In an abrupt departure from procedures that have been in place since Wold War II, the National Association of Insurance Commissioners has taken a first step towards scrapping the “full collateral” requirements imposed on non-U.S.-based reinsurers.
In a motion, tabled by NAIC President Al Iuppa at the organization’s recently concluded meeting in Washington D.C., attending regulators voted unanimously to explore an alternative to full collateralization for alien reinsurers. In asking for comments from interested parties the NAIC stressed that the proposal, which would replace collateral requirements with a ratings based system, was aimed at “not only alien, but all reinsurers, based on their financial strength.”
The proposal seems to have a real chance of adoption. A NAIC bulletin noted: “The high proportion of principal regulators participating in the meeting of the NAIC¹s Reinsurance Task Force underscored the importance of issues accompanying a possible departure from the NAIC¹s current rule that alien reinsurers fully collateralize their writings in this country.”
The current requirement is particularly onerous for Lloyd’s, whose structure as an insurance market, rather than a single company precludes it from setting up U.S. subsidiaries – as most reinsurers have done – that would fall under domestic regulation. Lloyd’s Chairman Lord Peter Levene has been a persistent and outspoken advocate for changing the trust fund requirements, repeatedly calling for U.S. regulators to assure “a level playing field.” The NAIC seems to have heard his plea.
“We’re very pleased that the NAIC has demonstrated leadership on this issue,” said Lloyd’s Director of Worldwide Markets, Julian James in a telephone interview. “They’ve recognized where the debate should be focused, and I think there’s a good chance of success.”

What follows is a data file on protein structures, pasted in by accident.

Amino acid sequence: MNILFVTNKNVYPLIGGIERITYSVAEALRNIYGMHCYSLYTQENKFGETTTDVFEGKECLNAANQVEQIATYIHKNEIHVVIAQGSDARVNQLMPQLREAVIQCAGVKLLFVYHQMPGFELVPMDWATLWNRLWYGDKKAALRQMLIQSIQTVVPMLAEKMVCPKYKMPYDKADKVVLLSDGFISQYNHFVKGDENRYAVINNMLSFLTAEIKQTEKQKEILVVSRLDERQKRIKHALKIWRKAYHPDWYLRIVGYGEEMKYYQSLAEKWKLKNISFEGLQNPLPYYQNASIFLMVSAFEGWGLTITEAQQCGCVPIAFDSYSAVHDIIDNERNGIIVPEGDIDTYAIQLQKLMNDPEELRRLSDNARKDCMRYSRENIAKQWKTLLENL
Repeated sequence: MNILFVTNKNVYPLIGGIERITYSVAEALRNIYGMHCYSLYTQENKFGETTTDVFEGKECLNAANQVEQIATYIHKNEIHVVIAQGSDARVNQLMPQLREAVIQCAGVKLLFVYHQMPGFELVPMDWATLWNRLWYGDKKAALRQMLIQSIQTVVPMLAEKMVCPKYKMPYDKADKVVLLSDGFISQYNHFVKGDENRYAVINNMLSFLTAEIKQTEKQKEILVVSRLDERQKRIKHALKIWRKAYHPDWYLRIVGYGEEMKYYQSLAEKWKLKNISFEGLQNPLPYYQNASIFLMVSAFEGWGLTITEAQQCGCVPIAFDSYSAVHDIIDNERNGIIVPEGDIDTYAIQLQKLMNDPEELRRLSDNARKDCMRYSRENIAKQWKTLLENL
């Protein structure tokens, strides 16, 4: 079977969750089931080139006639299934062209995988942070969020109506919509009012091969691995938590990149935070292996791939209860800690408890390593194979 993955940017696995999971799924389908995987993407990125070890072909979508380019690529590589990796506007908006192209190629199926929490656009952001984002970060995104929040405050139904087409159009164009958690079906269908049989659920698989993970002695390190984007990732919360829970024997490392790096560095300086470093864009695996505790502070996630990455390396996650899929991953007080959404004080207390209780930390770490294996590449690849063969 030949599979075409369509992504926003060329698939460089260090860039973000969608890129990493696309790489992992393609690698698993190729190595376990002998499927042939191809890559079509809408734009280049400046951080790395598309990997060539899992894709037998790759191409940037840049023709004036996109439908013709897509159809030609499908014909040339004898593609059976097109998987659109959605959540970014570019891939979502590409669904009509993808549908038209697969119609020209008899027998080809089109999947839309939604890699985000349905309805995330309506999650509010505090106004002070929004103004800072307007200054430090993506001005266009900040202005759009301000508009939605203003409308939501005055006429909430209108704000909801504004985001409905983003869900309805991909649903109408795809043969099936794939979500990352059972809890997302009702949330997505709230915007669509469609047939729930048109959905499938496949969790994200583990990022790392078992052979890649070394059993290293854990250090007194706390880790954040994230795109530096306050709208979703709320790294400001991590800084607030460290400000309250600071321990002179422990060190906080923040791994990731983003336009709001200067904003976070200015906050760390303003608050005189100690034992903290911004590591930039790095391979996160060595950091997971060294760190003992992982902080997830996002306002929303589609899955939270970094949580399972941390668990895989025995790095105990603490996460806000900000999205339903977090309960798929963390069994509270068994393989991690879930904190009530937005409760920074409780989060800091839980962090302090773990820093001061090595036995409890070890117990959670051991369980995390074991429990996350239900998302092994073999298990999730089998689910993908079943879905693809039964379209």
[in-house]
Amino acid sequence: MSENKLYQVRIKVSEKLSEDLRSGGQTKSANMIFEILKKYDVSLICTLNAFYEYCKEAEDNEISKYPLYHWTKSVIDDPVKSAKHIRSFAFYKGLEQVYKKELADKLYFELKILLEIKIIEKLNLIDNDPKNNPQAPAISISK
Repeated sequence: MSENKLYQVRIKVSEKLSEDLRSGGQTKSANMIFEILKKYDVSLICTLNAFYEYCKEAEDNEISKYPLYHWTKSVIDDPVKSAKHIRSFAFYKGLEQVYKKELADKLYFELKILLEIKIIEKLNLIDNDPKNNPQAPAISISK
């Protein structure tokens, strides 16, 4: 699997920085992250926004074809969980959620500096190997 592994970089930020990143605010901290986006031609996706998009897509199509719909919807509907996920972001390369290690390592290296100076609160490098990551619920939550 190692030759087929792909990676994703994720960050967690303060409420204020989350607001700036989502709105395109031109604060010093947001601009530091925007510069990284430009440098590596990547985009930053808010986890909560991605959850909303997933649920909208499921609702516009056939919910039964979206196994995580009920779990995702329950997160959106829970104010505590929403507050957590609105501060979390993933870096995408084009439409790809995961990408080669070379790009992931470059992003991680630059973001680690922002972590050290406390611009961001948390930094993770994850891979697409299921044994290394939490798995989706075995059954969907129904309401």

Good, perhaps, but by no means assured, as there are powerful forces, led by the American Insurance Association, which opposes any change in the current requirements. “This measure allows certain influential foreign reinsurers to reduce the capital they are currently required to post in order to back-up the reinsurance contracts they write in this country,” stated AIA senior counsel Phillip Carson in the association’s comment on the proposal.
The AIA objects to changing a law that it doesn’t think needs changing on the grounds that “alien reinsurers” have the option of becoming licensed in the U.S. It also attacked the approval of the proposal as, in Carson’s words, being “pre-determined that the Task Force would take the course they did.” He added that the “abrupt decision calls into question the integrity of the evaluation process.”
The AIA is urging state regulators to “defend the interests of Americans who rely on insurance and their insurers in international negotiation,” added David Snyder, AIA vice president and assistant general counsel.
However, from an international point of view the collateral requirements are being seen as increasingly indefensible. There are only two major companies based in the U.S. which actually write P/C reinsurance – Berkshire Hathaway and AIG. This makes America’s primary carriers increasingly dependent on foreign, or alien, reinsurers, mainly located in Bermuda and Europe.